US 3022602 A
Description (OCR text may contain errors)
Feb. 27, 1962 J. R. Tum-:K ETAL 3,022,602
RECESSED SOAP HOLDER 2 sheds-sheet 1 Filed April 20, 1960 HU EN HV Feb. 27, 1962 J. R. TUREK ETAL 3,022,602
RECESSED SOAP HOLDER Filed April 20, 1960 2 Sheets-Sheet 2 United States Patent O 3,022,602 RECESSED SOAP HOLDER James R. Turek, Johnstown, Pa., and Eugene C. Petrie,
Elmhurst, and Robert B. Attridge, Evergreen Park,
lll., assignors to Crane Co., Chicago, lll., a corporation of Illinois Filed Apr. 20, 1960, Ser. No. 23,398 3 Claims. (Cl. 45-28) This invention relates generally to bathroom trimmings accessory to bathtub, lavatory, and closet bowl installations. More particularly, it is concerned with the type of trimmings ordinarily identified as a soap holder or a tumbler holder.
In order to have a better appreciation of the advantages of this particular contribution, it should be understood in most cases soap holders, or tumbler holders, on occasion are provided with a removable supporting insert member generally made of plastic, glass, metal, or other suitable materials, the purpose obviously being to allow for ease in maintaining a sanitary condition within the recesses of i the said holder. In this connection, it is of course desirable also that such insert member be not only firmly positioned during use against both lateral as well as longitudinal movement in relation to the floor or base of the recessed holder, but also that the said supporting insert member may be easily removed without requiring special tools. Further, it should be easily and conveniently replaced by the average home owner or tenant or other householder.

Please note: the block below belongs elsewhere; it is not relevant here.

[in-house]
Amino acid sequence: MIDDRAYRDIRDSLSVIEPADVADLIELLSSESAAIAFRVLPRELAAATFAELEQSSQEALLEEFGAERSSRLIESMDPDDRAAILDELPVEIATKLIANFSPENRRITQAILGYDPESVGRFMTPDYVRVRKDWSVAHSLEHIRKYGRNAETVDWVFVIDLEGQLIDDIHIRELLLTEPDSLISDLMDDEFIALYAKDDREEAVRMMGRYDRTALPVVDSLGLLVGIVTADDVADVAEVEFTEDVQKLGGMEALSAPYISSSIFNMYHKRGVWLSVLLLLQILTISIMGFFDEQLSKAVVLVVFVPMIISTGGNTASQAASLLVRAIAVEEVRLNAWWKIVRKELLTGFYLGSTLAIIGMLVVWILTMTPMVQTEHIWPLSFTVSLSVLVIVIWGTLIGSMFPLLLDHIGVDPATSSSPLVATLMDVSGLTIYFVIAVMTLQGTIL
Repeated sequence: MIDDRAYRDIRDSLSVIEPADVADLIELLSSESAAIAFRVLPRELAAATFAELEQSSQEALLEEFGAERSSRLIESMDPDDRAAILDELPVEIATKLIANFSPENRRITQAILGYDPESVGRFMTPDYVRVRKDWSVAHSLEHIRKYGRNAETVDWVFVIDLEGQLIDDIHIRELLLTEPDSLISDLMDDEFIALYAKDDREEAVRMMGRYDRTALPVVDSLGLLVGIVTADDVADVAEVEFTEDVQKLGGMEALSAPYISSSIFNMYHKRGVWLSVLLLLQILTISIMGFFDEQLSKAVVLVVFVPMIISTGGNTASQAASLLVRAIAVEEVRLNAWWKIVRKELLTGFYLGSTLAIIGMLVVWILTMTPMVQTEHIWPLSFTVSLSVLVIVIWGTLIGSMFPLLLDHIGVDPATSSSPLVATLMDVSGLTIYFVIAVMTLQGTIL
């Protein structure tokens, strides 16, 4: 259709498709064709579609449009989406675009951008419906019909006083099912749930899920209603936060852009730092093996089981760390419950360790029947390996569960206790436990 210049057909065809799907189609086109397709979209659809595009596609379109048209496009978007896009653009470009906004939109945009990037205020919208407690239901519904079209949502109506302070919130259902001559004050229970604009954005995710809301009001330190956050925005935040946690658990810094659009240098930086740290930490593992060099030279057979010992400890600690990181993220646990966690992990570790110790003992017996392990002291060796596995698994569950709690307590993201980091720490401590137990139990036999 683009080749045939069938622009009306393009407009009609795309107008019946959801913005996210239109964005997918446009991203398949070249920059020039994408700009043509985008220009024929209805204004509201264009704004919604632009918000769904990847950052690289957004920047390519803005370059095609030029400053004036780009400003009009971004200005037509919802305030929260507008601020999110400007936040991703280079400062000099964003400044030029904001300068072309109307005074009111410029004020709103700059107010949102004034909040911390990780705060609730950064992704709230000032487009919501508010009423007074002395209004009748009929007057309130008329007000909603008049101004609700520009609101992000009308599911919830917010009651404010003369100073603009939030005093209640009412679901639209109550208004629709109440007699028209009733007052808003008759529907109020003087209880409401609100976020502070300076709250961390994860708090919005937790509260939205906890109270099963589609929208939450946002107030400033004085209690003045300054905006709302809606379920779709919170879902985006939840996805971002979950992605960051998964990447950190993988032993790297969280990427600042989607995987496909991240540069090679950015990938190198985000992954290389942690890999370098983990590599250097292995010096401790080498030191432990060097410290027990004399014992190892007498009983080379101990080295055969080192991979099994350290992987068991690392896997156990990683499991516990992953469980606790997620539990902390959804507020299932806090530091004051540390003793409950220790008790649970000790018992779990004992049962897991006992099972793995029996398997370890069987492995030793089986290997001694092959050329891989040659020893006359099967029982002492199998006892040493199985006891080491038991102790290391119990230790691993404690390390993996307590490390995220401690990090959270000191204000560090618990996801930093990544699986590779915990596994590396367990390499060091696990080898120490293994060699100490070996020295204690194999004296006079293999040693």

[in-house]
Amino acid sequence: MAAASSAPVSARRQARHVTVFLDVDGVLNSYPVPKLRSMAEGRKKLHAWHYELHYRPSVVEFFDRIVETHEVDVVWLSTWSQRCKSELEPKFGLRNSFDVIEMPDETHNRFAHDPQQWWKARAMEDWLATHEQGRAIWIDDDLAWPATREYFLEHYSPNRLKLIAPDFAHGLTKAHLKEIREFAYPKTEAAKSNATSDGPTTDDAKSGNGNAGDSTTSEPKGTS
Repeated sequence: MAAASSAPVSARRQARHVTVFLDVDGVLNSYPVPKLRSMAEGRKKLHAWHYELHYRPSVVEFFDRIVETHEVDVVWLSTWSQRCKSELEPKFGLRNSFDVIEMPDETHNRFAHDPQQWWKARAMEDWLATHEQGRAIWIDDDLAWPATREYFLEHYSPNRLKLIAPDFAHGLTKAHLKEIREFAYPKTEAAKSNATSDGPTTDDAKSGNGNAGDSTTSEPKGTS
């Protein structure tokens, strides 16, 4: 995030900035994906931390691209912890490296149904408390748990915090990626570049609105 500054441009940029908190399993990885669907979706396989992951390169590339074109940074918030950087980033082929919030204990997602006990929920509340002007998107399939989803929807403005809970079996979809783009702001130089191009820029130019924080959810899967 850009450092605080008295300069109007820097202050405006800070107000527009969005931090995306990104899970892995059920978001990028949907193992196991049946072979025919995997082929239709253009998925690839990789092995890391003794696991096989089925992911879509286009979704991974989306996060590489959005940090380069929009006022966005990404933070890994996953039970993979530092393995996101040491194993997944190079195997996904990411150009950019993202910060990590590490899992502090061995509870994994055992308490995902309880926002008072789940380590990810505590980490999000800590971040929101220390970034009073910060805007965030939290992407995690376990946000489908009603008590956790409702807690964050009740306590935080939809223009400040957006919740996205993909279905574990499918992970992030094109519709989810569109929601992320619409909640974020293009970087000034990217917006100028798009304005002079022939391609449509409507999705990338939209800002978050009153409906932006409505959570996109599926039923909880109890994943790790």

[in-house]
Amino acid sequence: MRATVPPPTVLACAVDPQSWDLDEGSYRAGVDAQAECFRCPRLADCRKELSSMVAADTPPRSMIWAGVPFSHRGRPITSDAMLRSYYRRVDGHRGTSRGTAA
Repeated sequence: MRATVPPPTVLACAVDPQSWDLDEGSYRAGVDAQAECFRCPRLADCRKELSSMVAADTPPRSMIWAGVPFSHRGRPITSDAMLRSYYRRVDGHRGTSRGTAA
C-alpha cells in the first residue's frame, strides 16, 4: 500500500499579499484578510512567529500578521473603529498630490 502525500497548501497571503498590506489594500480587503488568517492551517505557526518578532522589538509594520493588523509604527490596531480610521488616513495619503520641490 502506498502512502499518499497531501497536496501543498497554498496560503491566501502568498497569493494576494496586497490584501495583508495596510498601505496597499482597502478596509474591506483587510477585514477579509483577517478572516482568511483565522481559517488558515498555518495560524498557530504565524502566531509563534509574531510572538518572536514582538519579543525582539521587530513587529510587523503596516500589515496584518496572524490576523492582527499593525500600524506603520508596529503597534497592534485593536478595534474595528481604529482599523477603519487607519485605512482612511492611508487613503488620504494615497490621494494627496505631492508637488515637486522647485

It is therefore one of the more important objects of the present invention to provide a bathroom fixture of the type hereinafter described in which the insert member by the relatively simple maneuver of lifting and/or tilting the insert member upwardly, permits of the said insert to be easily removed. Also, by an opposite entry approach from the forward and open end of the soap holder housing the said insert member may be installed by sliding it inwardly relative to the housing base. After a limited degree of such movement inwardly to bear against a rear wall defining the inner limits of the housing the insert member may then be permitted to move in a direction arcuately toward the base or oor of the housing and engage a button or pin, the latter positively or frictionally engaging a groove or recess provided on an upturned wall surface either inwardly or outwardly of the insert.
A further object is to provide for a composition, plastic or metal tray or holder in which by predetermined sliding movement relative to the housing opening the insert can be securely attachecd thereto at either a rear portion of the housing or at side portions thereof.
A further object is to provide for a fixture of the character hereinabove referred to in which a semi-concealed pin or button is provided in the back of the housing or on the side walls of the housing whereby to positively or frictionally hold the said insert member in place.